The unanimity was due in part to a recent positive business plan by R.A. Wiedemann & Associates and partly because the city has no choice but to keep the airport open. The county has said it will not renew its lease when it expires in 2017 because of an "awkward and untenable" lease, high maintenance costs, an inability to expand under current city and other restrictions, and overall risks to the county, detailed in a 2006 business plan.
That plan cited the airport's highest tie-down and hangar-rental fees of any in the region — even fuel prices that were about 10 cents a gallon higher.
The council, appropriately cautious, will hire expert consultants to augment a stretched-thin city staff. It allocated $300,000 from the general fund to get work started for a possible 2012 takeover.
The county, meanwhile, is planning in 2012 to spend $200,000 to $300,000 to repave some areas that are deteriorating due to an odd situation: The whole airport rises and falls about five inches with the tides, according to county Airports Director Carl Honaker. He said the asphalt lasts only about half as long as in non-tidal areas, and the salty air also accelerates deterioration of facilities.
The county did a $2 million repaving in 2000, using federal grants plus nearly $500,000 in an "outstanding advance" from the airports department, which also oversees the profitable Reid-Hillview and money-losing South County airports. The same paving job would cost $4 million to $5 million today, Honaker estimates. The advance has not been paid back, while the grant gives the Federal Aviation Administration veto power over closing the airport, which it may have anyway under national "infrastructure" regulations.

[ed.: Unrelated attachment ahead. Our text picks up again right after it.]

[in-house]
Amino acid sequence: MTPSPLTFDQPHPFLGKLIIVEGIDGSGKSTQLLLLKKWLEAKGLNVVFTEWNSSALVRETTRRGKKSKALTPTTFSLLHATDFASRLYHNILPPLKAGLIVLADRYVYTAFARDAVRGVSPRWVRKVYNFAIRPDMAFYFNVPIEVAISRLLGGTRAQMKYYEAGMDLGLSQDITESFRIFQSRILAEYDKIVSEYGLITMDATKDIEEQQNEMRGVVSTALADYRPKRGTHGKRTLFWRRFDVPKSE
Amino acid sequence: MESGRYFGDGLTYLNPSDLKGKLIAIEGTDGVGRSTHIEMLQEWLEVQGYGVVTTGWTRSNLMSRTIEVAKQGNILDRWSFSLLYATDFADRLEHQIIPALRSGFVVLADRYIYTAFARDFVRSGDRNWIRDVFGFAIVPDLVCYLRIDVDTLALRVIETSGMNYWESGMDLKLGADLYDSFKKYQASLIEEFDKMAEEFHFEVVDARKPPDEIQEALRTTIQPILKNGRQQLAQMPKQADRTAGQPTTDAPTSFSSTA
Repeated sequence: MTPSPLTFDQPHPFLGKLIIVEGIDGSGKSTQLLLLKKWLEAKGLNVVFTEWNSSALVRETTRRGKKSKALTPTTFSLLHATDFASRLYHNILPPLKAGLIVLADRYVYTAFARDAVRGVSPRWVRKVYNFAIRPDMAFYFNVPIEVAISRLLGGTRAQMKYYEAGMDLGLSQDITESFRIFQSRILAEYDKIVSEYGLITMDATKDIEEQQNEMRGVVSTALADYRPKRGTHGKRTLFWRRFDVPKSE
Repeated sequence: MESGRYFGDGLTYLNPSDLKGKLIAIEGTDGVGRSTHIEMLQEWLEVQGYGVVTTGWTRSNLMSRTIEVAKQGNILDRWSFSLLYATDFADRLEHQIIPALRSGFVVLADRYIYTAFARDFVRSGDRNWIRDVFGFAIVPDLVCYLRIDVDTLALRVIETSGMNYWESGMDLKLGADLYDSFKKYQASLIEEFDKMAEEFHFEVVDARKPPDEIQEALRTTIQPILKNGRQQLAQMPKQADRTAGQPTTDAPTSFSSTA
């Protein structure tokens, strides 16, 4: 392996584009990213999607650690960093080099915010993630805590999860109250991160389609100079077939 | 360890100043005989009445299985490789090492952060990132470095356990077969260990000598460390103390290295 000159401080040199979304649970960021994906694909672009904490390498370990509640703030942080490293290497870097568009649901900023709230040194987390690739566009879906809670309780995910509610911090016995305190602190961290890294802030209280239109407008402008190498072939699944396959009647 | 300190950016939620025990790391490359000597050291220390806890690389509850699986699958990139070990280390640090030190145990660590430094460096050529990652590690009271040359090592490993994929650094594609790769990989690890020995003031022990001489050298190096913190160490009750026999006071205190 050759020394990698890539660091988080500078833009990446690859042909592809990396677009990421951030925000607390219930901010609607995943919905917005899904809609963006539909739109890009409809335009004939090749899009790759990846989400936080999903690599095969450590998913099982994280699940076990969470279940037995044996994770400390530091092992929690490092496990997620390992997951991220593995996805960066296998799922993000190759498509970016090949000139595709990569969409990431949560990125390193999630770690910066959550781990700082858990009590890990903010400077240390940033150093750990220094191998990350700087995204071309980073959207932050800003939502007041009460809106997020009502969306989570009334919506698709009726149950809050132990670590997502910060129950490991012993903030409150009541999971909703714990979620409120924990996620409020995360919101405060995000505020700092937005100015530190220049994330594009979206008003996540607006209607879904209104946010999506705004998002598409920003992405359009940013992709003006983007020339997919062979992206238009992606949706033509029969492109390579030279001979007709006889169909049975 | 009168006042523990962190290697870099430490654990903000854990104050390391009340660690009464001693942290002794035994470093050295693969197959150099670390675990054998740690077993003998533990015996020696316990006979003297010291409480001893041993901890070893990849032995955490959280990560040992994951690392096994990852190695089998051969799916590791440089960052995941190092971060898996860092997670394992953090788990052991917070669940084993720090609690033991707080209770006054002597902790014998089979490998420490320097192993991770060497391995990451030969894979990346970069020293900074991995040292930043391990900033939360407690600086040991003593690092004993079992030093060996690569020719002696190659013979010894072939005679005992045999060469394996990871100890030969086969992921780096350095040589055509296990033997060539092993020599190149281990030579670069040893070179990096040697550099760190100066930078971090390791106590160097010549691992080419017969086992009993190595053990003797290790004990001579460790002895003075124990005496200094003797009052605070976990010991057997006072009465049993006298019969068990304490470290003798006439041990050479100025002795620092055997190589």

Part of the city's due-diligence should include seeking ways Palo Alto could legally notify the FAA that it might need to close the airport at some future date.
A bail-out provision might be vital should a future sour economy, high maintenance costs, competition from other general-aviation airports (a future Moffett Field addition?) and an exodus of users and businesses add up to a massive drain on city general (taxpayer) funds.